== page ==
Liked by 1 person

      • Fraizer says:

        Spares/Repairs is probably a half truth at best. Putin is pinching Europe by giving them just enough to run (in summer) but not enough to fill storage for winter. “You want to sanction me? yes, those sanctions are hurting me. See, I can only keep enough equipment running to supply you a little energy. Hope nothing breaks this winter. Hope the spares/repairs will be available when we do our annual maintenance shutdown this summer”.

        The west has pretty much gone all in with the current sanctions and has nothing left to escalate with. Putin, on the other hand, has barely touched the counter sanctions available to him.

        Liked by 2 people

  2. philjourdan says:

    This is what you get when the deep state runs things with no leader. Each little bureaucrat has their microscopic view of the world and how best to get their piece of the pie, but no one sees the big picture.

    This all on the lack of leadership from bumbles biteme and the theft of the election 2 years ago.

    Liked by 2 people

  3. Erny72 says:

    I’m not sure if I’m able to paste images here, it seems not, but a commenter to a Telegram channel posted an excellent manga style cartoon in a sanction related post very much in the theme you raised in your post. Namely how Russia’s tits are bigger that ‘Murica’s, erm, tits.
    …Nwo if I can remember which post and which channel it was back in June to provide a link 😦


  4. another ian says:

    He’s been found!

    ” Remember this “exclusive” story in the Daily Star about “general Pavel”, who was supposedly “dragged out of retirement” by Putin and sent to Ukraine? So yeah, turns out that’s total bullshit.”


  5. Pointman says:

    “Russian exclave responds to Baltic blockade ”

    “Kaliningrad has proposed a ban on the movement of goods between Russia and Latvia, Estonia and Lithuania ”

    “Governor of Russia’s Kaliningrad Region Anton Alikhanov has proposed a total ban on the movement of goods between Russia and the three Baltic states in response to what authorities in the exclave have called a “blockade” by Lithuania.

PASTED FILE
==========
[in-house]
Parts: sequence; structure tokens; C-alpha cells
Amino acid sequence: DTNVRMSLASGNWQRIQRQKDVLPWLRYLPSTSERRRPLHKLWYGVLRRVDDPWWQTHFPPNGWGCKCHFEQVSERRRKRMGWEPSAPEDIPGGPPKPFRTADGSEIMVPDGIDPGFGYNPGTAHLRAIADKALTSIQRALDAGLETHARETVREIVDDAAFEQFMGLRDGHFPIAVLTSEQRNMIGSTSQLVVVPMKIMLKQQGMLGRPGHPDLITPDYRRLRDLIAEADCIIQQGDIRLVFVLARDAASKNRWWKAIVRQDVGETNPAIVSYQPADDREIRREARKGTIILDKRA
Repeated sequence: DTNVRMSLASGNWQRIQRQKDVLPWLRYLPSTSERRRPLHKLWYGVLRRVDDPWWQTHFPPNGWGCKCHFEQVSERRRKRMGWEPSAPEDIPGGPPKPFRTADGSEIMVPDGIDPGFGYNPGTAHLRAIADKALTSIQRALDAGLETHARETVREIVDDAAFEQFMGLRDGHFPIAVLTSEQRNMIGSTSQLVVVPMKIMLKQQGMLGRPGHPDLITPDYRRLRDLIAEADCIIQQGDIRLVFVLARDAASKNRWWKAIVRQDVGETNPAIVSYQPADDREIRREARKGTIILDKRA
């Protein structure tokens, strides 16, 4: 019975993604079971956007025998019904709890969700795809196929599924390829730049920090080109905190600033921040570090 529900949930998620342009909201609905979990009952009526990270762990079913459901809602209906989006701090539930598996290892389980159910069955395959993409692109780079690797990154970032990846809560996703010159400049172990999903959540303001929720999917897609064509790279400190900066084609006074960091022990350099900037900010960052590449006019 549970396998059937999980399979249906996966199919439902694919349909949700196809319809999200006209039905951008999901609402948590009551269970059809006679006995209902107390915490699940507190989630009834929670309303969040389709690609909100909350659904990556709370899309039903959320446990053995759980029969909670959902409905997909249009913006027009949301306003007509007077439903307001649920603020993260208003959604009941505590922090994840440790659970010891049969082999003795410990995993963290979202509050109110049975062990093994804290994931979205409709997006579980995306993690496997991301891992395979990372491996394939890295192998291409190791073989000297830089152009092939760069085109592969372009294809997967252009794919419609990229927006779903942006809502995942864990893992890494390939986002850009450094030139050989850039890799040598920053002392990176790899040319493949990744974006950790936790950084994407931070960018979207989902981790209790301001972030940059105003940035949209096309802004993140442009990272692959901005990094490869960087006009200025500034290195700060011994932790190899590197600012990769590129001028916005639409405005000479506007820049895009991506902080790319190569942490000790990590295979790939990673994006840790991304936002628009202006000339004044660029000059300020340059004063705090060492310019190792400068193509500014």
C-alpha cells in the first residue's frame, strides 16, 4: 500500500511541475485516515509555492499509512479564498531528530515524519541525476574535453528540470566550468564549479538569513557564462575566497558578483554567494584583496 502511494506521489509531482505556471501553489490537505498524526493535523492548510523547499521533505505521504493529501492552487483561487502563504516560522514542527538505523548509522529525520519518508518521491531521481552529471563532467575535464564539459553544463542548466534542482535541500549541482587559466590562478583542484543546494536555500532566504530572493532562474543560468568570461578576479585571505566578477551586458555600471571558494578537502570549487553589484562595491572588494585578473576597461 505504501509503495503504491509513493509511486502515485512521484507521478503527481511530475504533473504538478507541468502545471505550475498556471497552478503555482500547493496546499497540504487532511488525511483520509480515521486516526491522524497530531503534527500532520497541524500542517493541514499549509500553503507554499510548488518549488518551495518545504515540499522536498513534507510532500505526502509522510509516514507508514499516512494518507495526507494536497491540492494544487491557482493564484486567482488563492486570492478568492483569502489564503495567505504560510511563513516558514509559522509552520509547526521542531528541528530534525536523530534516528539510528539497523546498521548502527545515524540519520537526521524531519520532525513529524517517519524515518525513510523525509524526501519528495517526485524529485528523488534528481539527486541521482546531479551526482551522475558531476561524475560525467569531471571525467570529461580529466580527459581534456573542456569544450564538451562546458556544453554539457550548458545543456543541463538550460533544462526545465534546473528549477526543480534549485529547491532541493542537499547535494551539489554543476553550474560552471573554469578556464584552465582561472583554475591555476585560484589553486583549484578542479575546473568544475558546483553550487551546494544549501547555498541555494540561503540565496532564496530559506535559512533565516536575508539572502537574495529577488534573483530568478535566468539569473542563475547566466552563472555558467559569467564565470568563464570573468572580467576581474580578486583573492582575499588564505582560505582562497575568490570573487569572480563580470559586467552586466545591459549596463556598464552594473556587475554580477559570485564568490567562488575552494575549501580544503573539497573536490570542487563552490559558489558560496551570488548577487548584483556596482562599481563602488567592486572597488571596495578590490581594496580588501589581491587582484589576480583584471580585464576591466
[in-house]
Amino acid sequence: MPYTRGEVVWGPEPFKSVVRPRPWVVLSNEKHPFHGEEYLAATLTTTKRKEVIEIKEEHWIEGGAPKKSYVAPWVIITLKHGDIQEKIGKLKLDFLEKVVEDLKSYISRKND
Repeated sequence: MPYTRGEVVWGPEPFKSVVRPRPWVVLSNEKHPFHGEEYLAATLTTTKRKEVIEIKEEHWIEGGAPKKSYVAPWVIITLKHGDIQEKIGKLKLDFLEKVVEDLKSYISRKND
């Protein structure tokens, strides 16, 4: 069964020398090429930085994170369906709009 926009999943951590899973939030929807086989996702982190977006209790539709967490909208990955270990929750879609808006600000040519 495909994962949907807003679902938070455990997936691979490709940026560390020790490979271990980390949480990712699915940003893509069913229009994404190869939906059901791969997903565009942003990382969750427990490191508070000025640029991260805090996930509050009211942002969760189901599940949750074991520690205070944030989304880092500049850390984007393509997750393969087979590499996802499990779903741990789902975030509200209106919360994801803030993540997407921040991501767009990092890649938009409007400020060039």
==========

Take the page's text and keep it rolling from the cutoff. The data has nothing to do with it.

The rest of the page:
“As a reciprocal measure we propose to completely prohibit the movement of goods (including those in transit from third countries) between the three Baltic States and Russia,” Alikhanov said on Monday, adding that Kaliningrad Region would be exempted from the ban.

    Lithuania on Monday expanded restrictions on trade through its territory to the exclave, as previously announced EU sanctions targeting Russia took effect. The list of barred goods includes concrete, wood, alcohol and alcohol-based industrial chemicals, according to a spokesperson for Lithuanian customs cited by Reuters.

    Moscow has blasted the move, warning it could take “harsh measures” against Lithuania and the EU if transit does not resume “within the coming days.”

    The Kremlin also announced on Monday that President Vladimir Putin and his Belarusian counterpart Alexander Lukashenko had discussed “some possible joint steps” regarding the matter.

    Some analysts have suggested that Lithuania’s move to block Russia’s access to its own territory could, to some extent, be considered a ‘casus belli’ – a cause for the declaration of war.

    Last month, Vilnius banned the transit of some goods, including building materials, between Kaliningrad and mainland Russia, citing EU sanctions imposed over Moscow’s military campaign in Ukraine.”

    Sanctions vs Sanctions and overspilling borders.



  6. Pointman says:

    ” Brazil seeking Russian fuel supply – Bolsonaro

    The South American nation may clinch a deal with Moscow on cheap diesel imports, its president says ”

    They know they won’t be getting any from points north.



  7. ptownpt says:

    This is a priceless Russian diplomatic Ju Jitsu move. The new Russian Rules based order is any attack on Russia interests by any NATO member is considered an attack by all NATO members on Russian interests and therefore subjects all NATO members to collective Russian punishment. Now all NATO members can share the Russian economic and political blow back of individual NATO members actions